I call them plumes rather than jets, which is the word the scientists use as well as everyone else, because it appears to me that they really aren’t jets, tightly confined flows of material coming from a nozzle-like opening. Instead, the image makes me think of very fast-rising plumes of smoke rising from an extinguished fire.

This image was taken in November, and is one of only a very tiny handful of images released from the high resolution camera. Rosetta’s science team has been very possessive of images from this camera, holding them back for their own research papers to follow in the future. Even here, the image is not very detailed. I wonder what cool stuff this camera has snapped close in that they have not yet shown us.

More Earthlike exoplanets found

Worlds without end: Using Kepler astronomers have discovered a red dwarf star 150 light years away with three Earth-like exoplanets, one of which is in the habitable zone.

The three planets are 2.1, 1.7 and 1.5 times the size of Earth. The outermost planet, at 1.5 Earth radii, is the smallest of the bunch and orbits far enough from its host star that it receives levels of light from its star similar to those received by Earth from the sun, said UC Berkeley graduate student Erik Petigura, who discovered the planets Jan. 6 while conducting a computer analysis of the Kepler data NASA has made available to astronomers. He calculated that the three planets receive 10.5, 3.2, and 1.4 times the light intensity of Earth. “Most planets we have found to date are scorched. This system is the closest star with lukewarm transiting planets,” Petigura said. “There is a very real possibility that the outermost planet is rocky like Earth, which means this planet could have the right temperature to support liquid water oceans.”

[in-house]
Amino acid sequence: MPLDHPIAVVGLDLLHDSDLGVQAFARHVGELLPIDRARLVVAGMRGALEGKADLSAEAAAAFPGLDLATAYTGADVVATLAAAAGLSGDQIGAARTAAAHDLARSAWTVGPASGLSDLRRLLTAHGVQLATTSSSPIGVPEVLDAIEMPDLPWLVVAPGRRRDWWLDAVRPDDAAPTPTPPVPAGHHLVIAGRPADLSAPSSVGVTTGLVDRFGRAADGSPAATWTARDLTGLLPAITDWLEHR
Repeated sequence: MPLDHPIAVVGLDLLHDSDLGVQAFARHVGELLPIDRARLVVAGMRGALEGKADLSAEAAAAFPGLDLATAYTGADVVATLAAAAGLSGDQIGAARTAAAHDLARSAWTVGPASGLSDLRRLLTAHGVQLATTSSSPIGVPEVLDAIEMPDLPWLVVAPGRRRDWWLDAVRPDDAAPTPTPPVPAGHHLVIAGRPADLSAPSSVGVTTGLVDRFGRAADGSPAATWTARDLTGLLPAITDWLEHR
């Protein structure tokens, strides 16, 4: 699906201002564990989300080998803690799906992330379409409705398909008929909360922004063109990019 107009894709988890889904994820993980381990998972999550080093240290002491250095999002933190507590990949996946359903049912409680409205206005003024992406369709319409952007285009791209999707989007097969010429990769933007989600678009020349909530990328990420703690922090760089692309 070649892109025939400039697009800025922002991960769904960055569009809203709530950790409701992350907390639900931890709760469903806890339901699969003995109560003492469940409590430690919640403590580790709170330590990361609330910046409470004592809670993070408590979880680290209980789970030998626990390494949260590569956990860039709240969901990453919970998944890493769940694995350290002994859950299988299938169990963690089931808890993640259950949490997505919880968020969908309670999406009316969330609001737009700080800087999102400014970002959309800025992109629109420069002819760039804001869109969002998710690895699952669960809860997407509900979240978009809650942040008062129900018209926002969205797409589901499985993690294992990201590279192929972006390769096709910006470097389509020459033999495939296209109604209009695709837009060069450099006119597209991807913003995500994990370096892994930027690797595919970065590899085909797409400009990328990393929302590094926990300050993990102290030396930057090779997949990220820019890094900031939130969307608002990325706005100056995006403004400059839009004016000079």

These planets were found by Kepler in its present reconfigured mission, which once again illustrates the incredible effectiveness of an optical telescope in space. If only we were building some.

Funding obtained for 648-satellite internet constellation

The competition heats up: A commercial effort to build a 648 constellation of satellites to provide worldwide intenet access has secured funding from Richard Branson’s Virgin Group and Qualcom.

Not surprisingly, Branson was immediately saying that his LauncherOne concept will be launching many of these satellites, though I think he’s got to get it built and tested first.

New Horizons to begin observations of Pluto